Poetry

Where To Start With Poetry, For #NationalPoetryDay

This morning a friend tweeted me asking for some famous poems I know. I wasn’t sure why at first, then I saw it’s National Poetry Day and perhaps that had something to do with it. Or maybe it’s all just a coincidence. Anyway, this friend grew up in New Zealand and said she felt like her Kiwi education may have been different from other people’s.

Since she seemed to be asking for recommendations of well-known poetry, I responded on Facebook instead because there isn’t a 140-character limit there. I also ignored the actual question and recommended poets and movements rather than specific poems, except in a couple of instances. Often what speaks to one person doesn’t speak to another, and arguably this is especially the case with poetry. Some people like flosculous language, some like post-modern syntax, some like poetry but only when it’s performed. It’s pretty much impossible to recommend a poem that everyone will love. So instead I gave a brief intro, and once I’d typed it all out I thought I’d stick it in a blog post as well, in case any of you are trying to work out where to start with poetry.

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Poetry

The First Poem I Ever Wrote, For National Poetry Day

Yesterday was Teachers’ Day. Today is National Poetry Day. These two things have been interwoven in my life for many years, and both are important to me, so I thought I’d write a quick post about them.

I wrote my first poem when I was twelve, and I wrote it because of a teacher. We were in English class, and I was in a new school in a new country and wasn’t settling in very well. I was looking for a way to distract myself from life, and while I had the school library to keep me going, I wanted something more actively creative as well – a new string to my bow.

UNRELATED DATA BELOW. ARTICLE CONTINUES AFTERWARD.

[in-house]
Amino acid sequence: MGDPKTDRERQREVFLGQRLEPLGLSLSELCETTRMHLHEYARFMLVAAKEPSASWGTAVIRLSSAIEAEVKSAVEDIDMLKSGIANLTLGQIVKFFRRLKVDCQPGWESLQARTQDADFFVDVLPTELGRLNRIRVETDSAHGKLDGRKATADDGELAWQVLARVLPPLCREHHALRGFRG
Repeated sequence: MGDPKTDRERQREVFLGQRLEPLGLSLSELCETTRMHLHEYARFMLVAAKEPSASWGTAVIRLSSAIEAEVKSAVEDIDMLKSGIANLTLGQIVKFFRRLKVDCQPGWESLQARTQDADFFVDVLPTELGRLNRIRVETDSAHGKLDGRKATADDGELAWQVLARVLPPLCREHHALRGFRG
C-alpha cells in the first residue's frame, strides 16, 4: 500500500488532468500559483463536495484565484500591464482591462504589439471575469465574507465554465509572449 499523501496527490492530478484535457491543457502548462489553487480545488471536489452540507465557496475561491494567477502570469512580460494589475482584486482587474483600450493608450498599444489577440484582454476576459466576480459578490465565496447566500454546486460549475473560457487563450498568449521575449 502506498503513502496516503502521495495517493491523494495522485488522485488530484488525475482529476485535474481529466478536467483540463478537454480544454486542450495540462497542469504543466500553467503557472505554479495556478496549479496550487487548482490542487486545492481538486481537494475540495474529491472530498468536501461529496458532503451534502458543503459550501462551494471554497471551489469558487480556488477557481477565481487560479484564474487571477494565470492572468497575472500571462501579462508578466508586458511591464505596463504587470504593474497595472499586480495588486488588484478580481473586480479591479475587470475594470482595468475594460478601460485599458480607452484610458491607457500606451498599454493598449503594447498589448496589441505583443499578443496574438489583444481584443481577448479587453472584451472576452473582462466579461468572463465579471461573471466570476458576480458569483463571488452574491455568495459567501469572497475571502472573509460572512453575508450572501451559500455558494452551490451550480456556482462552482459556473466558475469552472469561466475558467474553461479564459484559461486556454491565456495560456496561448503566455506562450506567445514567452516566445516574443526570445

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Poetry

autumn leaves: a poem

autumnleaves

the leaves are falling now
the first signs that the trees are getting tired.
unable to sustain their grip anymore,
they rescind their grasp reluctantly
and the leaves they’ve borne so carefully til now
drop to the ground like so many raindrops

if they make ripples on the earth, we do not see them
their landing is too light
their descent was too gentle
they fall beside the trunks that upheld them
above the roots that grew them
and there they wait, right where they fell
for a gust of wind to come and whip them away
rehoming them again
far from the trees they once called their own.

Poetry

supermarket blues

it’s cold over here by the quiches
i pull my shawl tighter
around my shoulders and
shudder
as someone steps just a bit too close.

the bread aisle is full of choices
i’m sure there weren’t
so many types of loaf
when i was young.

in the fish aisle i stop and stare
my mind switches to a frequency
aligned with the hum of the refridgerators
and i lose myself momentarily
in its gentle buzz.

the world outside is loud but it is morning
and the shop hasn’t yet been invaded
by screaming children and toddler tantrums
and life-tired workers at lunch.

“beep” says the machine as i feed it my card and
“beep” as it replies with my receipt

stuff in bag, i schlep
out through the whoosh
of the automatic doors

and back to the world beyond.